Mechanism of P-Type ATPase Action. The binding of Ca2+ and the phosphorylation of the ATPase (steps 1 and 2), illustrated here for the Ca2+ ATPase, lead to the eversion of the binding sites (step 3) and the release of Ca2+ to the luminal side of the membrane (more...)


The postulated reaction cycle begins with the binding of ATP and two Ca2+ ions to the E1 state.


The enzyme cleaves ATP, transferring the γ-phosphoryl group to the key aspartate residue. Calcium must be bound to the enzyme for the phosphorylation to take place. Phosphorylation shifts the conformational equilibrium of the ATPase toward E2.


The transition from the E1 to the E2 state causes the ion-binding sites to “evert” so that the ions can dissociate only to the luminal side of the membrane.


In the E2-P state, the enzyme has low affinity for the Ca2+ ions, so they are released.


With the release of Ca2+, the phosphoaspartate residue is hydrolyzed, and the phosphate group is released.


The enzyme, devoid of a covalently attached phosphoryl group, is not stable in the E2 form. It everts back to the E1 form, completing the cycle.

Essentially the same mechanism is employed by the Na+-K+ ATPase. The E1 state binds three Na+ ions and transports them across the membrane and out of the cell as a result of the protein's phosphorylation and transition to the E2 state. The three Na+ ions are released into the extracellular medium. The E2 state of this enzyme also binds ions—namely, two K+ ions. These K+ ions are carried across the membrane in the opposite direction by eversion driven by the hydrolysis of the phosphoaspartate residue and are released into the cytosol.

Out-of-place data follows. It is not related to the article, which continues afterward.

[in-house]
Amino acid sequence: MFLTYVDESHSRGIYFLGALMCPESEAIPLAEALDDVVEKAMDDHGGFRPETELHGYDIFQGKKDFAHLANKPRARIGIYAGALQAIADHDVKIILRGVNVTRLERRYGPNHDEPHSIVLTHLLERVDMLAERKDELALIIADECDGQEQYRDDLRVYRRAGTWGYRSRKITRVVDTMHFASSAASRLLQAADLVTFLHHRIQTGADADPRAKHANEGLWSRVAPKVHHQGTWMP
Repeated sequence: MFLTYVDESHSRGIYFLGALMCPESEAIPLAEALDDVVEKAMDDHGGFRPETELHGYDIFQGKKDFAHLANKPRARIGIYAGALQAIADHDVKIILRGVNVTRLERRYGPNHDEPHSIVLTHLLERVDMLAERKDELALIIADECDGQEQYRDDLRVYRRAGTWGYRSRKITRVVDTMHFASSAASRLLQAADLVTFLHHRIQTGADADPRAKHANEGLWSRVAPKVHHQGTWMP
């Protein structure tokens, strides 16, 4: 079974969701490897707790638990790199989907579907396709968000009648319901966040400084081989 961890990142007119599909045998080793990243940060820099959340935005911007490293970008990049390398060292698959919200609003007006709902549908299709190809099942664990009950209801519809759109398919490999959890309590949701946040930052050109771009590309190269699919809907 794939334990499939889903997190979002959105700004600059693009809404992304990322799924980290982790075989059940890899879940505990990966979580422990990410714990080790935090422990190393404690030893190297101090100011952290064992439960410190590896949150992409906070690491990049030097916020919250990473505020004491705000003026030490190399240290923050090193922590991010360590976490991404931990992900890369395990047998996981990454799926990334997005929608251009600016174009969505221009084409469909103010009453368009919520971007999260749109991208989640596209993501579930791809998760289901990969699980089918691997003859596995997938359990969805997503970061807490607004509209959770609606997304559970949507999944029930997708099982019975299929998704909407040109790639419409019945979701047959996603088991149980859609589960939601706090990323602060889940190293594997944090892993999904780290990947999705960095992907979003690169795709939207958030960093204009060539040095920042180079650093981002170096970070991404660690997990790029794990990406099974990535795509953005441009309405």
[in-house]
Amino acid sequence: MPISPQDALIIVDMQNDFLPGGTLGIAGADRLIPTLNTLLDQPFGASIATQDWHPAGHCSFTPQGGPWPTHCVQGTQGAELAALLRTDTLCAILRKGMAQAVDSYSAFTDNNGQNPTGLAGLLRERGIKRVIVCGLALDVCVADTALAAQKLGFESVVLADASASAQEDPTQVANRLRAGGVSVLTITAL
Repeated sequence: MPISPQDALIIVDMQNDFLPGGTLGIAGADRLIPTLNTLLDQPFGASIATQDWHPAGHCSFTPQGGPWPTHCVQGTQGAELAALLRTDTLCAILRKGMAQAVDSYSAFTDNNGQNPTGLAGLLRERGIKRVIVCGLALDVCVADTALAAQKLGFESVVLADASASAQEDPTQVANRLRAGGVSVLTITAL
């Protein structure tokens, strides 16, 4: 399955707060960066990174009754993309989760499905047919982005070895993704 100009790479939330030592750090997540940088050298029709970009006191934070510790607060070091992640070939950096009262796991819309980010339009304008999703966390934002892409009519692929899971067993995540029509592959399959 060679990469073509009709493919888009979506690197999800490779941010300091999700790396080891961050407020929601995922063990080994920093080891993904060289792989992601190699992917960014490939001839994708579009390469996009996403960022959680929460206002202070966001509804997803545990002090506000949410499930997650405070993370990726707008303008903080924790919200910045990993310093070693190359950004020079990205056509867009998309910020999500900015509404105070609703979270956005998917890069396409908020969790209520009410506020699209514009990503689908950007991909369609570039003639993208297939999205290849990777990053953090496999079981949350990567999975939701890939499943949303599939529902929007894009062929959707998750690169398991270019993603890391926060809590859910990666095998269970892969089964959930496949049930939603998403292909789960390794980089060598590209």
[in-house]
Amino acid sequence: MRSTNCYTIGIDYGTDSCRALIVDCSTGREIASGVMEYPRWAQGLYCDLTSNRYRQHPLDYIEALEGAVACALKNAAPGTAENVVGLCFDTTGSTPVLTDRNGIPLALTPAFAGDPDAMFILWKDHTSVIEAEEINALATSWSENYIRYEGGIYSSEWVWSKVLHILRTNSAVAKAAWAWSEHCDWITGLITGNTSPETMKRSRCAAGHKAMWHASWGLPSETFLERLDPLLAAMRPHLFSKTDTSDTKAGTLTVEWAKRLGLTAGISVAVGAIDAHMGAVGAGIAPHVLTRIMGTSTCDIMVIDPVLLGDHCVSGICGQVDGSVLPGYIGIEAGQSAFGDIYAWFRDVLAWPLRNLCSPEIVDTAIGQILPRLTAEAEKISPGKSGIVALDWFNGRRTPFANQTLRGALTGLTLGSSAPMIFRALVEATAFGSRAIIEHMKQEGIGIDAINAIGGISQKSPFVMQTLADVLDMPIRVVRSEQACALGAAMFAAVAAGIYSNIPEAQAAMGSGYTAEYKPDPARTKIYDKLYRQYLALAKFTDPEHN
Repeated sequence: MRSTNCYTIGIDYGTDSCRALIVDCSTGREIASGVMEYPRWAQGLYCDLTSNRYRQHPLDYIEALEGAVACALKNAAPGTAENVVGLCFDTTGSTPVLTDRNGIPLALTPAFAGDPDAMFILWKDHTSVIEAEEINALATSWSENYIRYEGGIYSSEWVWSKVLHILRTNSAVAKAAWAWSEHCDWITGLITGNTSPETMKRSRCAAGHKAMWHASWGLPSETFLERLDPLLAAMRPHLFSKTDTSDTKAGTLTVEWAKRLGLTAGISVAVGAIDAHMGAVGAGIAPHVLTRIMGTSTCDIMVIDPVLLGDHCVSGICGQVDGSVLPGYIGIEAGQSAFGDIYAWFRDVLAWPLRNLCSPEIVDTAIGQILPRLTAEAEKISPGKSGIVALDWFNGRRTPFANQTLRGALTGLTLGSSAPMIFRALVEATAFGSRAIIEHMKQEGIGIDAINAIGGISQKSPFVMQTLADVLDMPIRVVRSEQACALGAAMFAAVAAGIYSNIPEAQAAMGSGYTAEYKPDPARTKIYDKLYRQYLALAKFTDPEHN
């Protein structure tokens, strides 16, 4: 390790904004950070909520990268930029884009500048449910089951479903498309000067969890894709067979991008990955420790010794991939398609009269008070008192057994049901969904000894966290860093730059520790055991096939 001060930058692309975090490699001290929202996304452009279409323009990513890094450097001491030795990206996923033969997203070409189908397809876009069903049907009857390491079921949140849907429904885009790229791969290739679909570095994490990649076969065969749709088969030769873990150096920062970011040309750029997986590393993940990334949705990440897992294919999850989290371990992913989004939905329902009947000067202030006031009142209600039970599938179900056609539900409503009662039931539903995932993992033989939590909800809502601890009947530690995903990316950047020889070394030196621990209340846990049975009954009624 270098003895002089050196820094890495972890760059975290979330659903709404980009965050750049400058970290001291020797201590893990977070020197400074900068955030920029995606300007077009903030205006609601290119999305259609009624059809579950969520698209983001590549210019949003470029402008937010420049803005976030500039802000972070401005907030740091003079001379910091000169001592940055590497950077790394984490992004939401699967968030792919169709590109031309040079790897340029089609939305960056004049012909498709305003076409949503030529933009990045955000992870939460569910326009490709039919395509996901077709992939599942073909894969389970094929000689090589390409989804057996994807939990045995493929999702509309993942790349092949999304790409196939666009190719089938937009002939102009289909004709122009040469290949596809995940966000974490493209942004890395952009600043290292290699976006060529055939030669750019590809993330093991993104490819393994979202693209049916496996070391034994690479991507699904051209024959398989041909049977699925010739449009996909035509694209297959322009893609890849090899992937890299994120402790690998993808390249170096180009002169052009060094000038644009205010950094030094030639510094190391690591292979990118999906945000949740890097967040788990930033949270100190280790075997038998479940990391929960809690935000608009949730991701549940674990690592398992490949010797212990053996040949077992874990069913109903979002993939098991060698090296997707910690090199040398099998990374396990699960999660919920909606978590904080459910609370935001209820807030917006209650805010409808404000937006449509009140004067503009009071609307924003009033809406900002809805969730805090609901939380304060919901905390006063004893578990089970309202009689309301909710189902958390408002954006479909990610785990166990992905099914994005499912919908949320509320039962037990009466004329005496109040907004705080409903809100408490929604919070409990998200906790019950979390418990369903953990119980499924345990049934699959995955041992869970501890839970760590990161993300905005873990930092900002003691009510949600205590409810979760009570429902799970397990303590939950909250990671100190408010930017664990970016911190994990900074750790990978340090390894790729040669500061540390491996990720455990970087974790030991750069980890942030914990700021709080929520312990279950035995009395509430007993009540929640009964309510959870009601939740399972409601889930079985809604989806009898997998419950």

The change in free energy accompanying the transport of Na+ and K+ can be calculated (Section 13.1.1). Suppose that the concentration of Na+ outside and inside the cell is 143 and 14 mM, respectively, and that of K+ is 4 and 157 mM. At a membrane potential of -50 mV and a temperature of 37 °C, the free-energy change in transporting 3 moles of Na+ out of and 2 moles of K+ into the cell is +10.0 kcal (+41.8 kJ mol-1). The hydrolysis of a single ATP per transport cycle provides sufficient free energy, about -12 kcal mol-1 (-50 kJ mol-1) under cellular conditions, to drive the uphill transport of these ions.

13.2.2. P-Type ATPases Are Evolutionarily Conserved and Play a Wide Range of Roles

Image tree.jpg Analysis of the complete yeast genome revealed the presence of 16 proteins that clearly belong to the P-type ATPase family. More detailed sequence analysis suggests that 2 of these proteins transport H+ ions, 2 transport Ca2+, 3 transport Na+, and 2 transport metals such as Cu2+. In addition, 5 members of this family appear to participate in the transport of phospholipids with amino acid head groups. These latter proteins assist in the maintenance of membrane asymmetry by transporting lipids such as phosphatidyl serine from the outer to the inner leaflet of the bilayer membrane (Figure 13.6). Such enzymes have been termed “flippases.”